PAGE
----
4. What is privacy again?– One of the biggest transitions into college is living with a roommate. If you like him/her, then it can be a great year. You’re basically living with your best friend and you have somebody to help you whenever you need it. But on the other hand, everybody wants their own alone time. I know I tend to study by talking out loud and you can’t really do that in a library or when your roommate is trying to read a book. Luckily, the University of Rochester had a library dedicated to people who want to talk while they study, but not everybody has that advantage. My best tip for you would have to be talk to your roommate and find times where you can have the room to yourself and he/she can have the room to his/herself. Basically, communication is the best way to go.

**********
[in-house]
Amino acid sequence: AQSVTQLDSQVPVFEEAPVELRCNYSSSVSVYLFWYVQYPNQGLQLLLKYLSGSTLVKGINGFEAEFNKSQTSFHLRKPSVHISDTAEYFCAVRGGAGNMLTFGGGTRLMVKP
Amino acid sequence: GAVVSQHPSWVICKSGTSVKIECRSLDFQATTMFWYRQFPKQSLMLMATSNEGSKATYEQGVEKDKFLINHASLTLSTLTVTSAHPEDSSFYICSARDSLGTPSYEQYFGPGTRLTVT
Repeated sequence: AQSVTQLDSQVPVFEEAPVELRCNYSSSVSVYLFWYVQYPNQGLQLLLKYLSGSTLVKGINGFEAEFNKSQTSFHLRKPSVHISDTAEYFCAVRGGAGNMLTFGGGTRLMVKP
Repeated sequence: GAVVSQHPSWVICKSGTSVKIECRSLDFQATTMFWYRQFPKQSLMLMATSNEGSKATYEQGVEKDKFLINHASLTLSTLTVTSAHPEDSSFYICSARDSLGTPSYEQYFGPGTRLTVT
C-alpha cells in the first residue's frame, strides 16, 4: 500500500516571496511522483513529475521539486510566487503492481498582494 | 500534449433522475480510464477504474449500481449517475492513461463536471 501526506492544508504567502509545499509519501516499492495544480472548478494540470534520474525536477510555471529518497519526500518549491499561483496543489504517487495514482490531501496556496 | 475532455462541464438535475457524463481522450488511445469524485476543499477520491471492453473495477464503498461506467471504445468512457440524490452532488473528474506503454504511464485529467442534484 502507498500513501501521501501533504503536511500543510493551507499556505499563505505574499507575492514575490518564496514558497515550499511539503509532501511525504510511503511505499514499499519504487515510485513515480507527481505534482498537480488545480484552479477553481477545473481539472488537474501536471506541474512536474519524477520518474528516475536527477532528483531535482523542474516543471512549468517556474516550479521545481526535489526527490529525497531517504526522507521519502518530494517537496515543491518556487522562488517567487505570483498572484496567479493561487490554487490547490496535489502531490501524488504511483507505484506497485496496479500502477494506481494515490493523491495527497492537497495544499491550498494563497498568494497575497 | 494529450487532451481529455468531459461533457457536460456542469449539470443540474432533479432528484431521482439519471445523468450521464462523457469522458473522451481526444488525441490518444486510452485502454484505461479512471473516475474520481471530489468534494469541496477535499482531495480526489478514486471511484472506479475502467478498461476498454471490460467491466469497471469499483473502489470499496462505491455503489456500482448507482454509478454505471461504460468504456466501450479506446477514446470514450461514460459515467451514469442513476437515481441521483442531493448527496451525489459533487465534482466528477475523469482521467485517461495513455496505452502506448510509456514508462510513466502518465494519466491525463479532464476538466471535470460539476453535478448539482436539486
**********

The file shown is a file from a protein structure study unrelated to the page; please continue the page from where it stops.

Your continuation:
5. The Freshman 15 isn’t a joke/Nothing beats a home-cooked meal– When you have unlimited swipes into the dining hall like I did and when you have homework to procrastinate, what’s better than eating your way out of boredom? When you’re on your own, you don’t have your parents to watch what you eat and they ultimately have no way to control it. So what’s the best way to fight the Freshman 15? Going to the gym is a great way to be social and burn calories. Speaking of food, no matter how good (or possibly even bad) your dining hall food is, nothing will ever come close to a home-cooked meal. Luckily for you, there are several long-term breaks that you can go home for every once in a while. Your parents will automatically see a drastic change in your appreciation for their food as soon as you get home.